Unfortunately, there isn’t an exemption for tools of the trade or items you use for your work in Pennsylvania’s state exemptions. But if you use the federal exemptions, you can use the $2,800 tools of trade exemption.
Pennsylvanians can use the state’s wildcard exemption of $300 to exempt any personal property that’s not otherwise protected by an exemption. You can also add this amount to any other exemption to increase the dollar amount that’s protected.
The federal wildcard exemption of $1,475 is more generous than Pennsylvania’s state wildcard exemption. If you use the federal exemptions and you aren’t using the homestead exemption, you can add $13,950 to your wildcard exemption. This means your wildcard would be worth $15,425 in total. This may come in handy if you want to protect a motor vehicle.
Motor Vehicle Exemption
If you own a car and want to keep it through your bankruptcy, you may want to use the federal motor vehicle exemption because Pennsylvania doesn’t have an exemption for cars. Federal bankruptcy exemptions protect up to $4,450 in equity for motor vehicles.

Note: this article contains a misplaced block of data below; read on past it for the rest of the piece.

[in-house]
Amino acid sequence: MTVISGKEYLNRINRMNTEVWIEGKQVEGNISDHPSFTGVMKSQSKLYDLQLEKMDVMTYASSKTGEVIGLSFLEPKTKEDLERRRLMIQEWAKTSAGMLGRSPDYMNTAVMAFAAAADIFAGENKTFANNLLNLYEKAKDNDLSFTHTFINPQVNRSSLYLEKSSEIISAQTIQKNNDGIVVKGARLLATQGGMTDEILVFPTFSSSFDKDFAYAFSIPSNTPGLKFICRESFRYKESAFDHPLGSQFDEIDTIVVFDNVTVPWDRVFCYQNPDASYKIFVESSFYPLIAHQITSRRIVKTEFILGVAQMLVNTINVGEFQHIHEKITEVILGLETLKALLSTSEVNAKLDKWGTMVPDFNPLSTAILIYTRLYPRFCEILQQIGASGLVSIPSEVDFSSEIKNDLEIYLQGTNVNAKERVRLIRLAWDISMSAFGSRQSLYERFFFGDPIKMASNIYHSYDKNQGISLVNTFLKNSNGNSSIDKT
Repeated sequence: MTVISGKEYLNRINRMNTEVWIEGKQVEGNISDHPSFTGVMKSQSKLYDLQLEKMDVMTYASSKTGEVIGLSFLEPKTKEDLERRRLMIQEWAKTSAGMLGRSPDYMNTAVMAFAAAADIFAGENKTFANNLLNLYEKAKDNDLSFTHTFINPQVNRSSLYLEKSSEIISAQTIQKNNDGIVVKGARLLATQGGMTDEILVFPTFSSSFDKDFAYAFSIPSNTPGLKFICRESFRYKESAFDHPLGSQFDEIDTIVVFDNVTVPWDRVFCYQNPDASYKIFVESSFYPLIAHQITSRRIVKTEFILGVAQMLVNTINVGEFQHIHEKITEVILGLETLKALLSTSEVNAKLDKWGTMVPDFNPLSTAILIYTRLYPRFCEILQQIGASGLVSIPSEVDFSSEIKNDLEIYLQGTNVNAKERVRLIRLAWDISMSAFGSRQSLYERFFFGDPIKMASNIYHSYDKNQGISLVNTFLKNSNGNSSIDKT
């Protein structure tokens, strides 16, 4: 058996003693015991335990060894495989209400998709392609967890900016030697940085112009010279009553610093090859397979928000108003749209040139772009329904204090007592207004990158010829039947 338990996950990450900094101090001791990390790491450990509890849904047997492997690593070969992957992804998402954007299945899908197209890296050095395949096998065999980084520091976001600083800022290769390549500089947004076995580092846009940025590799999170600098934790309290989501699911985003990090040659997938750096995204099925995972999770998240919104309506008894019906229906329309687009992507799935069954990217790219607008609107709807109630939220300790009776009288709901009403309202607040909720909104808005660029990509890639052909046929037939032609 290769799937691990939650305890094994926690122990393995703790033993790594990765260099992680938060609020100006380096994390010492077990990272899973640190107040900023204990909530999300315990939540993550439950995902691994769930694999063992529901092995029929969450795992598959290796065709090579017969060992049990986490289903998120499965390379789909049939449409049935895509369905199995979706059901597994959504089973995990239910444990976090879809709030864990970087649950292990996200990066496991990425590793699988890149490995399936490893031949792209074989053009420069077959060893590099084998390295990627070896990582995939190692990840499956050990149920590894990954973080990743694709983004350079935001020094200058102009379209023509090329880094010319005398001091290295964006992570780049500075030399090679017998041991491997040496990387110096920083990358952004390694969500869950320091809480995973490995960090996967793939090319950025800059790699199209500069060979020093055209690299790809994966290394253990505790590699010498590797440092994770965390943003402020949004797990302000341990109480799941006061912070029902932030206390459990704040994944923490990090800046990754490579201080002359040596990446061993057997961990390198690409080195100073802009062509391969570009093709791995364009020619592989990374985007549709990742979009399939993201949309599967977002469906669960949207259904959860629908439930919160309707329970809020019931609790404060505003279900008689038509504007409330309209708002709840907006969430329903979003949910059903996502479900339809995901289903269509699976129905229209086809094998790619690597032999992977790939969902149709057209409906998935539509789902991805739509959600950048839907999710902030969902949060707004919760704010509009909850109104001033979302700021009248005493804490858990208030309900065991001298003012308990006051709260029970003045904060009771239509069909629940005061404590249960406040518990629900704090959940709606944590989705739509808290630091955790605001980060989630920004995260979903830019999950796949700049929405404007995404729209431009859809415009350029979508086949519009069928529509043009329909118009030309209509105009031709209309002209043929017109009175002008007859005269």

If you own a car outright or have equity in a vehicle you’re still paying on, it won’t be protected under Pennsylvania’s exemptions unless you use the wildcard exemption, which is only $300.
Other Pennsylvania Exemptions:
Pennsylvania’s state exemptions protect certain wages, retirement funds, money benefits, and insurance. As mentioned above, if you’re using the state exemptions, you can also use the federal nonbankruptcy exemptions, which provide protection for many of these items.
You can keep up to 75% of your earned unpaid weekly wages.
Retirement benefit plans such as a 401(k), IRA, and Roth IRA are exempt up to a deposit of $15,000 a year, but the exemption cuts off 12 months before your bankruptcy filing date. This means anything you deposited in the year before you filed your bankruptcy case won’t be protected by this exemption.
Public servants that earn pensions can exempt the full value of their pensions. This includes police officers, teachers, public school employees, firefighters, city employees, and county employees with pensions.
Federal exemptions contain separate protections for ERISA-qualified retirement accounts that can be used to protect qualifying accounts even if the filer has chosen to use the Pennsylvania bankruptcy exemptions.
Money you receive as public assistance can be exempt. This includes workers' compensation and unemployment compensation.